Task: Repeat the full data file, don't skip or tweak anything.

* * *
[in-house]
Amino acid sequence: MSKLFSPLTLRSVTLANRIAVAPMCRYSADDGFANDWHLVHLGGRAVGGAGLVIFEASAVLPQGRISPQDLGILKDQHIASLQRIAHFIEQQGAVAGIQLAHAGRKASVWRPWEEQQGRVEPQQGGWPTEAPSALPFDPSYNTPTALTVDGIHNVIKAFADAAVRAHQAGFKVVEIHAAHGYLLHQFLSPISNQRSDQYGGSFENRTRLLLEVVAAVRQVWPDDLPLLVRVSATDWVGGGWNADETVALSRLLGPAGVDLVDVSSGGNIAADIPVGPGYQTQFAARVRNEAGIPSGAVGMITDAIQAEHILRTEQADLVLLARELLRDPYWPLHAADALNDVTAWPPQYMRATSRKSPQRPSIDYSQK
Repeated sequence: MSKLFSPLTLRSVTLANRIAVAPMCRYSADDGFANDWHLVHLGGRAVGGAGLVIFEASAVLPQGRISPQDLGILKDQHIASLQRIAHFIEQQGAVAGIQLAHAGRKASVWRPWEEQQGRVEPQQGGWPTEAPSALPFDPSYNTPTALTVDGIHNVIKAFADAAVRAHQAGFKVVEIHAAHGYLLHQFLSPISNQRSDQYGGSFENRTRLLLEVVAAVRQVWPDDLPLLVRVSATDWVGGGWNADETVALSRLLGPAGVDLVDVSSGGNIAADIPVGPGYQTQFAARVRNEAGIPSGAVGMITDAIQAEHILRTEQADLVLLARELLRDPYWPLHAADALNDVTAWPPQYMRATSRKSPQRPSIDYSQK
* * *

[in-house]
Amino acid sequence: MSKLFSPLTLRSVTLANRIAVAPMCRYSADDGFANDWHLVHLGGRAVGGAGLVIFEASAVLPQGRISPQDLGILKDQHIASLQRIAHFIEQQGAVAGIQLAHAGRKASVWRPWEEQQGRVEPQQGGWPTEAPSALPFDPSYNTPTALTVDGIHNVIKAFADAAVRAHQAGFKVVEIHAAHGYLLHQFLSPISNQRSDQYGGSFENRTRLLLEVVAAVRQVWPDDLPLLVRVSATDWVGGGWNADETVALSRLLGPAGVDLVDVSSGGNIAADIPVGPGYQTQFAARVRNEAGIPSGAVGMITDAIQAEHILRTEQADLVLLARELLRDPYWPLHAADALNDVTAWPPQYMRATSRKSPQRPSIDYSQK
Repeated sequence: MSKLFSPLTLRSVTLANRIAVAPMCRYSADDGFANDWHLVHLGGRAVGGAGLVIFEASAVLPQGRISPQDLGILKDQHIASLQRIAHFIEQQGAVAGIQLAHAGRKASVWRPWEEQQGRVEPQQGGWPTEAPSALPFDPSYNTPTALTVDGIHNVIKAFADAAVRAHQAGFKVVEIHAAHGYLLHQFLSPISNQRSDQYGGSFENRTRLLLEVVAAVRQVWPDDLPLLVRVSATDWVGGGWNADETVALSRLLGPAGVDLVDVSSGGNIAADIPVGPGYQTQFAARVRNEAGIPSGAVGMITDAIQAEHILRTEQADLVLLARELLRDPYWPLHAADALNDVTAWPPQYMRATSRKSPQRPSIDYSQK